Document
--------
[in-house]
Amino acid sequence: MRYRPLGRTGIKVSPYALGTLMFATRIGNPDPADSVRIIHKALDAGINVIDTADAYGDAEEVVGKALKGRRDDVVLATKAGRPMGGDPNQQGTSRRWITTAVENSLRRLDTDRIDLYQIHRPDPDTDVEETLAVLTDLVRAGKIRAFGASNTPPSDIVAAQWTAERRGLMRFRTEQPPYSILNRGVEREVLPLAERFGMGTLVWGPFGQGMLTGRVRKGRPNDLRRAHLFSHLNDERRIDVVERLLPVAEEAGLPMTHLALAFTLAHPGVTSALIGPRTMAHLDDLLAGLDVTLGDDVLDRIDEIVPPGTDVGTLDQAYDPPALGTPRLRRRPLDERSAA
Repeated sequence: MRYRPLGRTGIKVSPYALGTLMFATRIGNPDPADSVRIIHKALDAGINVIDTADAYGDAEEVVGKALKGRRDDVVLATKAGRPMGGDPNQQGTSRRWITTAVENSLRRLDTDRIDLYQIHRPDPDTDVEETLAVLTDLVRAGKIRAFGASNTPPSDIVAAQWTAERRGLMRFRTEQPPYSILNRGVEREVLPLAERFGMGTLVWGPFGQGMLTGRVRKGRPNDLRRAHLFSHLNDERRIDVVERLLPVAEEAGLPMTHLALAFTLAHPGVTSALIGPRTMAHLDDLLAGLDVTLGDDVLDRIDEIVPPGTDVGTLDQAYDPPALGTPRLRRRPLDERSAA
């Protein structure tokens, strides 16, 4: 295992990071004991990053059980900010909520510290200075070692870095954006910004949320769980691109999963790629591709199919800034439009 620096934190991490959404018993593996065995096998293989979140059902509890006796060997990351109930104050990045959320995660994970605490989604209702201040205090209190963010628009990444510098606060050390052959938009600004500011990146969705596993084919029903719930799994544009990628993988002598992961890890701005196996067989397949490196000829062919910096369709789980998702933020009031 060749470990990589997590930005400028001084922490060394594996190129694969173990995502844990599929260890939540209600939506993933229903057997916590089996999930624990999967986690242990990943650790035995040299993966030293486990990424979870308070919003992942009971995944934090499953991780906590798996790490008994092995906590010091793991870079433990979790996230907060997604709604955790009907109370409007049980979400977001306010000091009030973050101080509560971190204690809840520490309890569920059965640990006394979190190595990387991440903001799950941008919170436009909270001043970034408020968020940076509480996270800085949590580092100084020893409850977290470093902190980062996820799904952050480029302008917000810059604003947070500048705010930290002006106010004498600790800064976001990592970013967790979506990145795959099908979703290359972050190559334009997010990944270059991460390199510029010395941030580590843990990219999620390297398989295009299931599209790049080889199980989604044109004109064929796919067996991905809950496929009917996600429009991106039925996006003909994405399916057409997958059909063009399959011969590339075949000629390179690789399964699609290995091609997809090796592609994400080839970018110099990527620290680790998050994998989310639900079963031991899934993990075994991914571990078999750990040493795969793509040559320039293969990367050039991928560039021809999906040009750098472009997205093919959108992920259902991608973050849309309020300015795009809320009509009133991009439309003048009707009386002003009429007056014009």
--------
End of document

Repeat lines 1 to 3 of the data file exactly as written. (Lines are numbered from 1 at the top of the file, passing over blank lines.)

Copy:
[in-house]
Amino acid sequence: MRYRPLGRTGIKVSPYALGTLMFATRIGNPDPADSVRIIHKALDAGINVIDTADAYGDAEEVVGKALKGRRDDVVLATKAGRPMGGDPNQQGTSRRWITTAVENSLRRLDTDRIDLYQIHRPDPDTDVEETLAVLTDLVRAGKIRAFGASNTPPSDIVAAQWTAERRGLMRFRTEQPPYSILNRGVEREVLPLAERFGMGTLVWGPFGQGMLTGRVRKGRPNDLRRAHLFSHLNDERRIDVVERLLPVAEEAGLPMTHLALAFTLAHPGVTSALIGPRTMAHLDDLLAGLDVTLGDDVLDRIDEIVPPGTDVGTLDQAYDPPALGTPRLRRRPLDERSAA
Repeated sequence: MRYRPLGRTGIKVSPYALGTLMFATRIGNPDPADSVRIIHKALDAGINVIDTADAYGDAEEVVGKALKGRRDDVVLATKAGRPMGGDPNQQGTSRRWITTAVENSLRRLDTDRIDLYQIHRPDPDTDVEETLAVLTDLVRAGKIRAFGASNTPPSDIVAAQWTAERRGLMRFRTEQPPYSILNRGVEREVLPLAERFGMGTLVWGPFGQGMLTGRVRKGRPNDLRRAHLFSHLNDERRIDVVERLLPVAEEAGLPMTHLALAFTLAHPGVTSALIGPRTMAHLDDLLAGLDVTLGDDVLDRIDEIVPPGTDVGTLDQAYDPPALGTPRLRRRPLDERSAA